The Actress is based on actress Ruth Gordon’s own experiences as a teenager. Although it’s a story about Ruth, Spencer Tracy is the one who gets the richest role in the movie. Spencer Tracy was an expert at playing characters who could seem gruff and stern, but still had a soft side to them, and this is very much on display here. This was very much intended to be a tribute to Ruth Gordon’s father and Spencer certainly did him justice.

On the whole, it’s a very pleasant movie with just the right amount of sentiment. It may not be anything truly spectacular, but it’s still likable enough that I’d give it another watch if there wasn’t much else on television. The Actress is also noteworthy for being the film debut of Anthony Perkins.

Green Mansions (1959)

Green Mansions PosterAfter his father is killed by rebels, Abel (Anthony Perkins) heads into the Venezuelan wilderness to avenge his death and find a rumored cache of gold. Along the way, he encounters a tribe of natives and wins the respect of their chief Runi (Sessue Hayawaka) and his son Kua-Ko (Henry Silva). Abel is allowed to stay with the tribe, as long as he doesn’t hurt them. Kua-Ko warns Abel to stay out of a nearby jungle, which of course only makes Abel want to go explore them. While getting a drink at a pond, he catches a glimpse of a mysterious woman in the reflection.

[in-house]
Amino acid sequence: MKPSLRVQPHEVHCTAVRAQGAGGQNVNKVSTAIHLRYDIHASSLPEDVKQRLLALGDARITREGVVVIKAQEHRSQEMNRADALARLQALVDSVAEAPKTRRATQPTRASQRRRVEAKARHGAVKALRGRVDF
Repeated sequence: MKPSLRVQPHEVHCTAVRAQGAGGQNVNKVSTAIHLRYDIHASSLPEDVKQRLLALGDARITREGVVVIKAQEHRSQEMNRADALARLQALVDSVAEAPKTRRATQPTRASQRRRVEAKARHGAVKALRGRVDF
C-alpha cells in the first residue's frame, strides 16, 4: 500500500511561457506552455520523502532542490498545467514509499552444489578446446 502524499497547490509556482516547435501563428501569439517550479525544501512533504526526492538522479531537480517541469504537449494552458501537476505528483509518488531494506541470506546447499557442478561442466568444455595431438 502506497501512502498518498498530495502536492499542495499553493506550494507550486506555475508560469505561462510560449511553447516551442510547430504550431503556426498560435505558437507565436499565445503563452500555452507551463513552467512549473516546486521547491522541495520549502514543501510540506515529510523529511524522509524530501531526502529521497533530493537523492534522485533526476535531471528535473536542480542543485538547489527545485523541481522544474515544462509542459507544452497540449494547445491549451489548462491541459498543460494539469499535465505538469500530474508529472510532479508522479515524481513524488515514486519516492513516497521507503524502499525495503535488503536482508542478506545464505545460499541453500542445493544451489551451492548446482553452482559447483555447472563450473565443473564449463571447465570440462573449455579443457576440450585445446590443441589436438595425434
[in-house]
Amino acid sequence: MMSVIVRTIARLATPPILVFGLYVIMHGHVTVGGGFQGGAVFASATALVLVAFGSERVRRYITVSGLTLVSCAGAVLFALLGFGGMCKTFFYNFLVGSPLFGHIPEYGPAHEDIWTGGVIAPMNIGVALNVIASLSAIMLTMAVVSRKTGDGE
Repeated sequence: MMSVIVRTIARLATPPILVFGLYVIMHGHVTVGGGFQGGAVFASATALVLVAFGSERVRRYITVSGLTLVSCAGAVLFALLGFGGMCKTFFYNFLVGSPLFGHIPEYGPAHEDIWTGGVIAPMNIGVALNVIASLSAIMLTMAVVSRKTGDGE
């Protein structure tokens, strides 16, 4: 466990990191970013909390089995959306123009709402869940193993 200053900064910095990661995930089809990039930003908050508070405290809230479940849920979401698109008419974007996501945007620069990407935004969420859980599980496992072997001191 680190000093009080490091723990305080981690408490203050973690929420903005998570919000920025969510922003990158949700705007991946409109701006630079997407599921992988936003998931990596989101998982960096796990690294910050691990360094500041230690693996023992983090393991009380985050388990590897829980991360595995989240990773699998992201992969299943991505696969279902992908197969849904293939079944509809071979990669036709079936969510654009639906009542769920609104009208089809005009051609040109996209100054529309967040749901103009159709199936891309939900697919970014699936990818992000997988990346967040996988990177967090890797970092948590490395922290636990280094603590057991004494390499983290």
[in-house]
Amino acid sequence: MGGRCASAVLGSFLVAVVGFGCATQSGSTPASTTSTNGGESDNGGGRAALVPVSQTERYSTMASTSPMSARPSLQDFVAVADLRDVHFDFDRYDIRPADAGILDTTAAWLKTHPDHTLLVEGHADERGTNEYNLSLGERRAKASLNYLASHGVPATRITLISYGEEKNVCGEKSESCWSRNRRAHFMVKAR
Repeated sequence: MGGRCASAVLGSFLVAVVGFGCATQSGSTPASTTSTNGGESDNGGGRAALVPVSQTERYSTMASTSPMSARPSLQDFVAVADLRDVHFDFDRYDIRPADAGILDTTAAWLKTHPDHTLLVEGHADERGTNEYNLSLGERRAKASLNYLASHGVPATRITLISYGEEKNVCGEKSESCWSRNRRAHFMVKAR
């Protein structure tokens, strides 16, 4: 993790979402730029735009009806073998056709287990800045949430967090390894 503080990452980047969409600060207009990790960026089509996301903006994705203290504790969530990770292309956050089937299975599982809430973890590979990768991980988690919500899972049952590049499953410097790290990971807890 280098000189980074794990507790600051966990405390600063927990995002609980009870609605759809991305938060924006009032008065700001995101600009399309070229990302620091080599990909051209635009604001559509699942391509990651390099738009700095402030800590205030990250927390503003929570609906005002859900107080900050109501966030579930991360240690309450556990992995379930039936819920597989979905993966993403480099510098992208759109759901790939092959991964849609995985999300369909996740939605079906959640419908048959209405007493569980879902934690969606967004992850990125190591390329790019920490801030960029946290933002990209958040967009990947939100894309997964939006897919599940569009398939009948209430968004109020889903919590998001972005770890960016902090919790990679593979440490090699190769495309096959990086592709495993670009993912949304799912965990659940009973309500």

When the tribe finds out that Abel has gone into the forbidden jungle, Runi wants Abel to go back to kill the woman. Instead, he goes back to warn her, but before he can, is bitten by a very poisonous snake. He awakens two days later to find himself being cared for by the mysterious woman, named Rima (Audrey Hepburn), and her grandfather Nuflo (Lee J. Cobb). Abel will need a few more days to fully recover, and while staying with Rima, who has been living in the jungle with her grandfather since she was a child. She shows him around the jungle and while he falls in love with her, Rima is confused by her feelings for him.

Abel returns to the tribe a few days later and after explaining that he couldn’t kill Rima, the tribe doesn’t believe him and Kua-Ko vows to kill her himself. Abel runs to warn Rima and Nuflo and together they flee, but along the way, Rima learns some upsetting truths about her grandfather and the childhood she longs to remember.